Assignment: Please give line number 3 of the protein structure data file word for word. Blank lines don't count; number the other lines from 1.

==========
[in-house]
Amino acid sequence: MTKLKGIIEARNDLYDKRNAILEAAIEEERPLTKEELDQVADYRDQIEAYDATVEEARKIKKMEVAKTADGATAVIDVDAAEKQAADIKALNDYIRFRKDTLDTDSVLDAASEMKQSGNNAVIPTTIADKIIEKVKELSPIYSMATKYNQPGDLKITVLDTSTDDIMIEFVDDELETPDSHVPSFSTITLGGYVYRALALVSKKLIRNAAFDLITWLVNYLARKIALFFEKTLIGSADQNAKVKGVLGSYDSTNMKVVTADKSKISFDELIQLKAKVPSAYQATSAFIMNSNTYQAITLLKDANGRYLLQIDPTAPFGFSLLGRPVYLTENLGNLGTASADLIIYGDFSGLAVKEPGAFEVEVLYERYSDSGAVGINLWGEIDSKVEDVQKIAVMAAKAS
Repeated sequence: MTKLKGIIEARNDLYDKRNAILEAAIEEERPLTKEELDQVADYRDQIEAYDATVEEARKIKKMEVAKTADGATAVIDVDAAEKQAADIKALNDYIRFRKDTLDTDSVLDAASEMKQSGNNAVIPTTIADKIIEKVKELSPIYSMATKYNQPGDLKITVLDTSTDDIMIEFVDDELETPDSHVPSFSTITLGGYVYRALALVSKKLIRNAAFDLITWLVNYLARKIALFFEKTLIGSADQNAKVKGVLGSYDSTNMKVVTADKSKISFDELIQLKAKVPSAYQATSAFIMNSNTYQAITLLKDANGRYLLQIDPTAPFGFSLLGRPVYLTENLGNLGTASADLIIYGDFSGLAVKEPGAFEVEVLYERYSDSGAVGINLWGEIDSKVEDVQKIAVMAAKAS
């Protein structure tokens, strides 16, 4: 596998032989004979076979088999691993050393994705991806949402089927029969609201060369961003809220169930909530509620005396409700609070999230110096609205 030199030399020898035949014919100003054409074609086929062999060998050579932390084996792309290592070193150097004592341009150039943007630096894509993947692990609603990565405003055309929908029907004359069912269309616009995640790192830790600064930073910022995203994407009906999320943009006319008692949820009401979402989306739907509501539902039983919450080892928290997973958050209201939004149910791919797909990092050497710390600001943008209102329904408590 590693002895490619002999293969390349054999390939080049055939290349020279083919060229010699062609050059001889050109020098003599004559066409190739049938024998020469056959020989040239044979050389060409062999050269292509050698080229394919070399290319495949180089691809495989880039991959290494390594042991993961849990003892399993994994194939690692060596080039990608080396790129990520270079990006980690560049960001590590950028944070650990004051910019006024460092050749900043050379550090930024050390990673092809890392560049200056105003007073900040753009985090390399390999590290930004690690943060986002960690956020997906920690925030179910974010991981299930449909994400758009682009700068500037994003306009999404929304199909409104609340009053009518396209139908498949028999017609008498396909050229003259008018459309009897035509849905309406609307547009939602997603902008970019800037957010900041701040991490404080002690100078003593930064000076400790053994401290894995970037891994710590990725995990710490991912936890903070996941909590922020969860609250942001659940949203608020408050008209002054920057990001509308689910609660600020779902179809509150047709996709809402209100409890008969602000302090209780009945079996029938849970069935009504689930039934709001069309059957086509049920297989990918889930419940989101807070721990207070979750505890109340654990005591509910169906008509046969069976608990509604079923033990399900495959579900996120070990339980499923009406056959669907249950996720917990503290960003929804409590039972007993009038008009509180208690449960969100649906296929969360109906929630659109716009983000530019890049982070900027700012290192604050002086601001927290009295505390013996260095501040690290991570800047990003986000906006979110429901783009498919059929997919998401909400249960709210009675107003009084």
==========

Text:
Repeated sequence: MTKLKGIIEARNDLYDKRNAILEAAIEEERPLTKEELDQVADYRDQIEAYDATVEEARKIKKMEVAKTADGATAVIDVDAAEKQAADIKALNDYIRFRKDTLDTDSVLDAASEMKQSGNNAVIPTTIADKIIEKVKELSPIYSMATKYNQPGDLKITVLDTSTDDIMIEFVDDELETPDSHVPSFSTITLGGYVYRALALVSKKLIRNAAFDLITWLVNYLARKIALFFEKTLIGSADQNAKVKGVLGSYDSTNMKVVTADKSKISFDELIQLKAKVPSAYQATSAFIMNSNTYQAITLLKDANGRYLLQIDPTAPFGFSLLGRPVYLTENLGNLGTASADLIIYGDFSGLAVKEPGAFEVEVLYERYSDSGAVGINLWGEIDSKVEDVQKIAVMAAKAS